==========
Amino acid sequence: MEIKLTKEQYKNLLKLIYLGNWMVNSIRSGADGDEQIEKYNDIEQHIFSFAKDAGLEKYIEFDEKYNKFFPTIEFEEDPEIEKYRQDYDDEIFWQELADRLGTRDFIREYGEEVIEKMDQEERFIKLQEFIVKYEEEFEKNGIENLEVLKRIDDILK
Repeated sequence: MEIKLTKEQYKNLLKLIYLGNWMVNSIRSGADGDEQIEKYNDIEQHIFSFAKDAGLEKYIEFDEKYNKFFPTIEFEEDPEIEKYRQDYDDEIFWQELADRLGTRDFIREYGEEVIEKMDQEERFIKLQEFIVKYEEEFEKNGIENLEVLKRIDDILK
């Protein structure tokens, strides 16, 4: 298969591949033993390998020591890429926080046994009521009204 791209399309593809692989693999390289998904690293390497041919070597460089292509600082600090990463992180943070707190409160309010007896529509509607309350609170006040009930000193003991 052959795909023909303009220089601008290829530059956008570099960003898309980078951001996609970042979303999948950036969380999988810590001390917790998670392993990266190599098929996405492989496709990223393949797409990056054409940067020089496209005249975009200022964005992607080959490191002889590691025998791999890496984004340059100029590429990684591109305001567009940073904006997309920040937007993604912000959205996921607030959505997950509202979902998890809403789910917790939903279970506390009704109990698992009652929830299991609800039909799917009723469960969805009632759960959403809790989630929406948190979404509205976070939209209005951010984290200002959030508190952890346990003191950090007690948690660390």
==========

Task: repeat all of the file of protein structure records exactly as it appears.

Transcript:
Amino acid sequence: MEIKLTKEQYKNLLKLIYLGNWMVNSIRSGADGDEQIEKYNDIEQHIFSFAKDAGLEKYIEFDEKYNKFFPTIEFEEDPEIEKYRQDYDDEIFWQELADRLGTRDFIREYGEEVIEKMDQEERFIKLQEFIVKYEEEFEKNGIENLEVLKRIDDILK
Repeated sequence: MEIKLTKEQYKNLLKLIYLGNWMVNSIRSGADGDEQIEKYNDIEQHIFSFAKDAGLEKYIEFDEKYNKFFPTIEFEEDPEIEKYRQDYDDEIFWQELADRLGTRDFIREYGEEVIEKMDQEERFIKLQEFIVKYEEEFEKNGIENLEVLKRIDDILK
């Protein structure tokens, strides 16, 4: 298969591949033993390998020591890429926080046994009521009204 791209399309593809692989693999390289998904690293390497041919070597460089292509600082600090990463992180943070707190409160309010007896529509509607309350609170006040009930000193003991 052959795909023909303009220089601008290829530059956008570099960003898309980078951001996609970042979303999948950036969380999988810590001390917790998670392993990266190599098929996405492989496709990223393949797409990056054409940067020089496209005249975009200022964005992607080959490191002889590691025998791999890496984004340059100029590429990684591109305001567009940073904006997309920040937007993604912000959205996921607030959505997950509202979902998890809403789910917790939903279970506390009704109990698992009652929830299991609800039909799917009723469960969805009632759960959403809790989630929406948190979404509205976070939209209005951010984290200002959030508190952890346990003191950090007690948690660390």